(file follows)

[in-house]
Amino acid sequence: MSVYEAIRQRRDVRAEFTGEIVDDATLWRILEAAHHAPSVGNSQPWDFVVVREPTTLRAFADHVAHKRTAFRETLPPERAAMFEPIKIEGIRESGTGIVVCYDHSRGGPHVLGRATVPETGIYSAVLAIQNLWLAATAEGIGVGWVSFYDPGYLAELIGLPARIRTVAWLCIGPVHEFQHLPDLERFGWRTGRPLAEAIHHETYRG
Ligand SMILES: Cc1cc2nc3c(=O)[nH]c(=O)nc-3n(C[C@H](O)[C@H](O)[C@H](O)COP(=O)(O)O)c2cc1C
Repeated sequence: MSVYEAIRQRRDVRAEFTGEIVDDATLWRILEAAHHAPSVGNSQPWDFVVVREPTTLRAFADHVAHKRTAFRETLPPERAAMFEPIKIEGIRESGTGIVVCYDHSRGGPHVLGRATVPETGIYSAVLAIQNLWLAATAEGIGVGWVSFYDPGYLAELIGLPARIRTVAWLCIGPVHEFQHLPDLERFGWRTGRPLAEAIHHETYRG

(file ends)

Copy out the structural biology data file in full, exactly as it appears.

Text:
[in-house]
Amino acid sequence: MSVYEAIRQRRDVRAEFTGEIVDDATLWRILEAAHHAPSVGNSQPWDFVVVREPTTLRAFADHVAHKRTAFRETLPPERAAMFEPIKIEGIRESGTGIVVCYDHSRGGPHVLGRATVPETGIYSAVLAIQNLWLAATAEGIGVGWVSFYDPGYLAELIGLPARIRTVAWLCIGPVHEFQHLPDLERFGWRTGRPLAEAIHHETYRG
Ligand SMILES: Cc1cc2nc3c(=O)[nH]c(=O)nc-3n(C[C@H](O)[C@H](O)[C@H](O)COP(=O)(O)O)c2cc1C
Repeated sequence: MSVYEAIRQRRDVRAEFTGEIVDDATLWRILEAAHHAPSVGNSQPWDFVVVREPTTLRAFADHVAHKRTAFRETLPPERAAMFEPIKIEGIRESGTGIVVCYDHSRGGPHVLGRATVPETGIYSAVLAIQNLWLAATAEGIGVGWVSFYDPGYLAELIGLPARIRTVAWLCIGPVHEFQHLPDLERFGWRTGRPLAEAIHHETYRG